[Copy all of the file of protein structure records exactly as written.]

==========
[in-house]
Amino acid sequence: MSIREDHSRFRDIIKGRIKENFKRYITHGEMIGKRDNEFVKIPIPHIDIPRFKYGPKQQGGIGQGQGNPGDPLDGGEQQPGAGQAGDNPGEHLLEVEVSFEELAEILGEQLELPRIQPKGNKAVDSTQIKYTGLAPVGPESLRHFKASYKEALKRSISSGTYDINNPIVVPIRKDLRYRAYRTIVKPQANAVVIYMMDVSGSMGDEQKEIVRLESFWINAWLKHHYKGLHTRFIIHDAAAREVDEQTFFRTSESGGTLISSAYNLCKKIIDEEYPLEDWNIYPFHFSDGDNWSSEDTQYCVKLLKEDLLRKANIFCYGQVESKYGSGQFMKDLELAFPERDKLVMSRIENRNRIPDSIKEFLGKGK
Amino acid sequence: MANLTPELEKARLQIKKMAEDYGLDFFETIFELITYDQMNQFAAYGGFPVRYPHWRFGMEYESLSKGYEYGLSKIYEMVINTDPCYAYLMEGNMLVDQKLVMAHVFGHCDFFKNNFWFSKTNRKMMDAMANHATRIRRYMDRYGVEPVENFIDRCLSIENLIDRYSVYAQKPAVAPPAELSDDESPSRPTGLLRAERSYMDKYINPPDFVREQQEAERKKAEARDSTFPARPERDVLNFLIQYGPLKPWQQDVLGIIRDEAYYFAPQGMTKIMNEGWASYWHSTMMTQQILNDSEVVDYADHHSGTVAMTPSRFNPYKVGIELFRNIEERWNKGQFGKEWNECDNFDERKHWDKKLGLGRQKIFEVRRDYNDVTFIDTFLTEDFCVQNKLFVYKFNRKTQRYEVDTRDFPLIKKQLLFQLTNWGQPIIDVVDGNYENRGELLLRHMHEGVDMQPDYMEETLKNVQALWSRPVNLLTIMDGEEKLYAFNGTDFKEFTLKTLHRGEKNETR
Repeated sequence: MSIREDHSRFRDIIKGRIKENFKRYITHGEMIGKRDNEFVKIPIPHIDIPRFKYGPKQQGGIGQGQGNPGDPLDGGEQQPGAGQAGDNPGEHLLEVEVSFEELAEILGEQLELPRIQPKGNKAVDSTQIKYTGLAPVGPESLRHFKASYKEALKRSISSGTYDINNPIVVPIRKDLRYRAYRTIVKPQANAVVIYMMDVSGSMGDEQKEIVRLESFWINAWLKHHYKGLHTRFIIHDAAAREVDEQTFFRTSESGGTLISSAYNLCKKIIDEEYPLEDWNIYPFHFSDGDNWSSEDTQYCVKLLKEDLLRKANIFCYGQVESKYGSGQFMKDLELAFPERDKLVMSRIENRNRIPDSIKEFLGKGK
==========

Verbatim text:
[in-house]
Amino acid sequence: MSIREDHSRFRDIIKGRIKENFKRYITHGEMIGKRDNEFVKIPIPHIDIPRFKYGPKQQGGIGQGQGNPGDPLDGGEQQPGAGQAGDNPGEHLLEVEVSFEELAEILGEQLELPRIQPKGNKAVDSTQIKYTGLAPVGPESLRHFKASYKEALKRSISSGTYDINNPIVVPIRKDLRYRAYRTIVKPQANAVVIYMMDVSGSMGDEQKEIVRLESFWINAWLKHHYKGLHTRFIIHDAAAREVDEQTFFRTSESGGTLISSAYNLCKKIIDEEYPLEDWNIYPFHFSDGDNWSSEDTQYCVKLLKEDLLRKANIFCYGQVESKYGSGQFMKDLELAFPERDKLVMSRIENRNRIPDSIKEFLGKGK
Amino acid sequence: MANLTPELEKARLQIKKMAEDYGLDFFETIFELITYDQMNQFAAYGGFPVRYPHWRFGMEYESLSKGYEYGLSKIYEMVINTDPCYAYLMEGNMLVDQKLVMAHVFGHCDFFKNNFWFSKTNRKMMDAMANHATRIRRYMDRYGVEPVENFIDRCLSIENLIDRYSVYAQKPAVAPPAELSDDESPSRPTGLLRAERSYMDKYINPPDFVREQQEAERKKAEARDSTFPARPERDVLNFLIQYGPLKPWQQDVLGIIRDEAYYFAPQGMTKIMNEGWASYWHSTMMTQQILNDSEVVDYADHHSGTVAMTPSRFNPYKVGIELFRNIEERWNKGQFGKEWNECDNFDERKHWDKKLGLGRQKIFEVRRDYNDVTFIDTFLTEDFCVQNKLFVYKFNRKTQRYEVDTRDFPLIKKQLLFQLTNWGQPIIDVVDGNYENRGELLLRHMHEGVDMQPDYMEETLKNVQALWSRPVNLLTIMDGEEKLYAFNGTDFKEFTLKTLHRGEKNETR
Repeated sequence: MSIREDHSRFRDIIKGRIKENFKRYITHGEMIGKRDNEFVKIPIPHIDIPRFKYGPKQQGGIGQGQGNPGDPLDGGEQQPGAGQAGDNPGEHLLEVEVSFEELAEILGEQLELPRIQPKGNKAVDSTQIKYTGLAPVGPESLRHFKASYKEALKRSISSGTYDINNPIVVPIRKDLRYRAYRTIVKPQANAVVIYMMDVSGSMGDEQKEIVRLESFWINAWLKHHYKGLHTRFIIHDAAAREVDEQTFFRTSESGGTLISSAYNLCKKIIDEEYPLEDWNIYPFHFSDGDNWSSEDTQYCVKLLKEDLLRKANIFCYGQVESKYGSGQFMKDLELAFPERDKLVMSRIENRNRIPDSIKEFLGKGK